Antisocial and Callous Behaviour in Children.
Neuroscience of Aggression
Current topics in behavioral neurosciences, December 2013
Essi Viding, Ana Seara-Cardoso, Eamon J. McCrory
Antisocial behaviour Antisocial behaviour is one of the most common reasons for a childhood referral to mental health and educational services and represents a substantial public health cost. Callous-unemotional traits Callous-unemotional traits can be used to distinguish children who are capable of pre-meditated antisocial behaviour and violence from those whose antisocial behaviour and violence are primarily impulsive and threat reactive. Decades of developmental psychopathology research have shown that children with antisocial behaviour are thus a heterogeneous group and, for interventions to be successful, it is critical that distinct subgroups of children receive services that best match their profile of vulnerabilities and strengths. Recent advances in genetic and brain imaging research in the field have made important contributions to our understanding of the developmental vulnerability that callous-unemotional traits represent. In this chapter, we provide an overview of the current evidence base with regard to genetic and neuroscience findings of callous-unemotional traits and antisocial behaviour with callous-unemotional traits. We also discuss the implications of these findings for prevention and intervention, and finish by outlining what we consider are necessary directions for future research.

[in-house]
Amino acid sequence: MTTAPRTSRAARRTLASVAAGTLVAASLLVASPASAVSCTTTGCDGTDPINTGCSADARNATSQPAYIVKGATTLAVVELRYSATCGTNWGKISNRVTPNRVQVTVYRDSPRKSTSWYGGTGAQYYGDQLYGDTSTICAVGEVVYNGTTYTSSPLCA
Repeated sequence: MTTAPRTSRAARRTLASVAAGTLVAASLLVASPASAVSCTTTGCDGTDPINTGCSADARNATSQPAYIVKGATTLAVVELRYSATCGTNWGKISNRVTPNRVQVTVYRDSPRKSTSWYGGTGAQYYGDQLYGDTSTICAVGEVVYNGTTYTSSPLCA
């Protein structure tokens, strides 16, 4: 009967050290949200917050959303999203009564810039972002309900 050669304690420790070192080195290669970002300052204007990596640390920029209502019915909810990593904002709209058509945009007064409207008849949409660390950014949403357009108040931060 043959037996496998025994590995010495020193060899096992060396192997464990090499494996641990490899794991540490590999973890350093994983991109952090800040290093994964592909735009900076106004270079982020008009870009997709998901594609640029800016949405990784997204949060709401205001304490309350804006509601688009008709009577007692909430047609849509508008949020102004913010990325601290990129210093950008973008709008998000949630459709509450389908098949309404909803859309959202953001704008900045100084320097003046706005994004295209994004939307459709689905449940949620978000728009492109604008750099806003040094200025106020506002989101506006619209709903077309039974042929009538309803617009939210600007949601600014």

|Members of the public||2||100%|
|Readers by professional status||Count||As %|
|Student > Doctoral Student||8||18%|
|Student > Master||6||13%|
|Student > Ph. D. Student||4||9%|
|Student > Bachelor||3||7%|
|Readers by discipline||Count||As %|
|Medicine and Dentistry||8||18%|
|Economics, Econometrics and Finance||2||4%|
|Agricultural and Biological Sciences||2||4%|